ST ANDREW’S OCCASIONAL PAPERS
JESUS CHRIST – THE LAST WEEK
- The Gospel record.
Did you realise that the four Gospels devote over a quarter of their total length, some 24 chapters out of 89, to the events of the last week of the earthly life of Jesus? This emphasis seems to underline the importance of these events which run from the quietness of the Sabbath which Jesus spent at Bethany with His friends Lazarus, Martha and Mary (John 12:1) through the excitement of His entry into Jerusalem and through arrest, trial and crucifixion to the entombment before the next Sabbath.
What an amazing week that was!
- The triumphal entry into Jerusalem.
Jesus rode into Jerusalem on a donkey, a symbol of peace, rather than on a horse, which would have been a warlike symbol. In so doing He fulfilled the prophecy of Zechariah, “See, your king comes to you…..gentle and riding on a donkey” (Zechariah 9:9). He was welcomed by the crowds, who spread their cloaks or branches cut from trees in His path, and who welcomed Him with the cry, “Hosanna to the Son of David” (Matthew 21:9), a cry which had within it the thought of the long-awaited Messiah coming to His city. [Hosanna is a Hebrew word originally meaning “Save” which had become an exclamation of praise.]
What an amazing start that was!
- Clearing the temple court.
The next day, and maybe for the second time (see John 2:13-16), “Jesus entered the temple area and drove out all who were buying and selling there. He overthrew the tables of the money changers and the benches of those selling doves” (Matthew 21:12). This was no “gentle Jesus, meek and mild,” but Jesus filled with righteous anger and the wrath of God at the actions of those who abused God’s ways, by selling “approved” sacrificial animals at inflated prices, and by cheating pilgrims with a poor rate of exchange. [They were obliged to pay the temple tax in coins acceptable to the authorities.] No wonder Jesus referred to a “den of robbers” (Matthew 21:13)! And no wonder that the authorities “began looking for a way to kill Him” (Mark 11:18).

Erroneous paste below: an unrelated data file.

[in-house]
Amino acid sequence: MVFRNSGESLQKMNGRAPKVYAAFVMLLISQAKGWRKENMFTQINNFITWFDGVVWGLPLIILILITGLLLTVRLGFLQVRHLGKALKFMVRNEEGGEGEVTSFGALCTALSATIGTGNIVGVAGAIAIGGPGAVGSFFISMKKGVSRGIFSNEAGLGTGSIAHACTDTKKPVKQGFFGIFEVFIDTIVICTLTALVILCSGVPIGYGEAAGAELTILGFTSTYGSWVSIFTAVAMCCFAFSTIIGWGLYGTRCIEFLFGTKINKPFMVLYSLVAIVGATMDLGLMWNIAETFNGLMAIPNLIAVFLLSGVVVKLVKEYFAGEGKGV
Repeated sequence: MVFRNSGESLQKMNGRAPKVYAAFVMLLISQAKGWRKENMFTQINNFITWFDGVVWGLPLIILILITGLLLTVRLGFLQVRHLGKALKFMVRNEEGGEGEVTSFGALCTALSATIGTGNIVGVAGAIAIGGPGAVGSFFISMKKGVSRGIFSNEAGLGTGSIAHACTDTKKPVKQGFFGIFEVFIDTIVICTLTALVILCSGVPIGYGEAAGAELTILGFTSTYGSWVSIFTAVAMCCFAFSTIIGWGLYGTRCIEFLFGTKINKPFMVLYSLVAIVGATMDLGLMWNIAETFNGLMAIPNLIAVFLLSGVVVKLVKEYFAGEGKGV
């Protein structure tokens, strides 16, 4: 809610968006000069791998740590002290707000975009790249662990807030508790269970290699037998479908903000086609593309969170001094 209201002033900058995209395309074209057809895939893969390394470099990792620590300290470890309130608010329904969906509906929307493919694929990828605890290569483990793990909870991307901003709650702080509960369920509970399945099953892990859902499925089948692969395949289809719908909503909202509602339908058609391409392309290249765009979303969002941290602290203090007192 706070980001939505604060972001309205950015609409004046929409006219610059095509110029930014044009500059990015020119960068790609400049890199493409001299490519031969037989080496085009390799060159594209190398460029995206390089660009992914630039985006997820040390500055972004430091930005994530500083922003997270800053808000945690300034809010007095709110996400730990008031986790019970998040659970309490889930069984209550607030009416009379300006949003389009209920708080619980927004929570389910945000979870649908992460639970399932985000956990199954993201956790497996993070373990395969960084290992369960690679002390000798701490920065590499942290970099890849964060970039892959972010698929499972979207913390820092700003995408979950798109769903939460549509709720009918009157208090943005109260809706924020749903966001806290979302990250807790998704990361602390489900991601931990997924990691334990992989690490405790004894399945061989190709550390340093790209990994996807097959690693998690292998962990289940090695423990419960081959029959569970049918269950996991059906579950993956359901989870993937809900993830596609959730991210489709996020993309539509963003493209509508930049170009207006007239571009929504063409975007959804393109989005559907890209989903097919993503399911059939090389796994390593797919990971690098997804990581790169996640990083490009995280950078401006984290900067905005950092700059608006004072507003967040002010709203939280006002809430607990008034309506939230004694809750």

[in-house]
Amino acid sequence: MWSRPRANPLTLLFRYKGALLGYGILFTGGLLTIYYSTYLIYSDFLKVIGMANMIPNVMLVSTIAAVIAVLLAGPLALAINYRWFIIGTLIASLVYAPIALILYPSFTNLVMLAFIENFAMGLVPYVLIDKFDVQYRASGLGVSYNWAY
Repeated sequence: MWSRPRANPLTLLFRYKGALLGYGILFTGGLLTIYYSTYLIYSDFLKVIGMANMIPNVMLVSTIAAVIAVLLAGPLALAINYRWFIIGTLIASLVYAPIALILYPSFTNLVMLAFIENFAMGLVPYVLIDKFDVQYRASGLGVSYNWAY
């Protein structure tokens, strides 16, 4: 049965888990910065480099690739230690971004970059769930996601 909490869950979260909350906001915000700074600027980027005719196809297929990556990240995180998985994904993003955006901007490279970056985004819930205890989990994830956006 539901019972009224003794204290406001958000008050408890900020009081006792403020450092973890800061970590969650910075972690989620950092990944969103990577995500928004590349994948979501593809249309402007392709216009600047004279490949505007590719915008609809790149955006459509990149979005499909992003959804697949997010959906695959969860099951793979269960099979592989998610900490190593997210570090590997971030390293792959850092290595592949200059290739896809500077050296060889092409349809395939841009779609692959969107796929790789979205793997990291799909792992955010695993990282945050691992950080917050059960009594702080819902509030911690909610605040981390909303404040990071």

What an amazing show of courage that was!
- Jesus continues teaching.
The opposition of the authorities did not stop Jesus teaching because “the people hung on His words” (Luke 19:48). He told them parables like that of the “Tenants in the Vineyard” (Matthew 21:33-44) which summarised hundreds of years of Jewish history in a few sentences as well as predicting His own rejection and death, followed by His Father’s vindication of His mission.
He also dealt skilfully with trick questions like “Is it right to pay taxes to Caesar or not?” (Matthew 22:17), even though His words were twisted and used against Him, as a charge before Pilate (Luke 23:2).
In all this Jesus was seeking to strengthen the faith of the disciples and to prepare them for the tumultuous events that were still to come.
What an amazing teacher He was!
- The Last Supper.
It was the week of Passover, when Jews would celebrate and remember the last of the ten plagues of Egypt (Exodus 11 & 12), when all the firstborn Egyptians were killed whilst the Israelites were protected by the symbol of the blood of a lamb smeared onto the doorframes of their houses (Exodus 12:7). The celebration took the form of a special meal during which the story of the Passover was retold. Jesus celebrated this with His disciples, but transformed the meal by giving new meaning to the broken bread and the cup of wine which became the memorials of His broken body and His blood outpoured on the cross. Christians still focus on these events every time Holy Communion is celebrated.
What an amazing memorial that was (and is)!